Researchers at the University of California, Irvine have developed a Laplace pressure trap that can fuse droplets from different inlets and fuse droplets generated at different frequencies. The device traps and fuses droplets passively by balancing the driving hydrostatic pressure with increasing Laplace pressure imposed by the device’s design geometry.
Above are video frames showing the Laplace pressure trap and of a single droplet fusion event at the Laplace trap.
Currently, “active” devices are used to generate droplets fused from different inlets. The droplet generation rates need to be matched and their paths to the droplet fusion region need to be synchronized. This requires active detection mechanisms and the holding of droplets of interest indefinitely through the use of electrodes in order to synchronize the fusion of droplets. This active detection and synchronization requires electrical current which may not be suitable for biological assays and the preparation of biological samples for microfluidic analysis. These devices that use electricity to synchronize droplet fusion are also costly to fabricate.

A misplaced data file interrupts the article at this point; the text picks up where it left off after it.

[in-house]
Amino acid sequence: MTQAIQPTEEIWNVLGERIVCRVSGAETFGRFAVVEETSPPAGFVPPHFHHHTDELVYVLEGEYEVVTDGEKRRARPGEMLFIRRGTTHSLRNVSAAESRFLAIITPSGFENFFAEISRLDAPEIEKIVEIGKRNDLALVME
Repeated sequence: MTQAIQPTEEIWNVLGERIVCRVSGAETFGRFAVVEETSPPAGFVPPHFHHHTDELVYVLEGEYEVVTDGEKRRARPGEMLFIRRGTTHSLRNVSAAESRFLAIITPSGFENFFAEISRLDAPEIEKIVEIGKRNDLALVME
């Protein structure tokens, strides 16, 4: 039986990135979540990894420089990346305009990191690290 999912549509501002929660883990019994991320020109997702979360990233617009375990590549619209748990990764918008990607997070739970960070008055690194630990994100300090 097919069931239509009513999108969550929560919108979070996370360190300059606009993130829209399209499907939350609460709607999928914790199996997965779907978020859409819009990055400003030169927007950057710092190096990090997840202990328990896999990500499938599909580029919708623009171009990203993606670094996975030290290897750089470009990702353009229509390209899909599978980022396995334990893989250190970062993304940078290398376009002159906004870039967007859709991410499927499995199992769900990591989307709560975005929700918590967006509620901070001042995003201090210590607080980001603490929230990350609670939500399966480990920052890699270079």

This new Laplace pressure trap may be used to fuse droplets to perform chemical and biological assays. For example, droplets containing primers may be fused with droplets containing DNA for PCR analysis.
This new Laplace pressure trap is a passive device that fuses droplets and bypasses the problems of active electrical devices. Unlike active devices, this passive device is less costly to fabricate.
Prototypes have been developed and shown to have droplet fusion rates between 80-100%.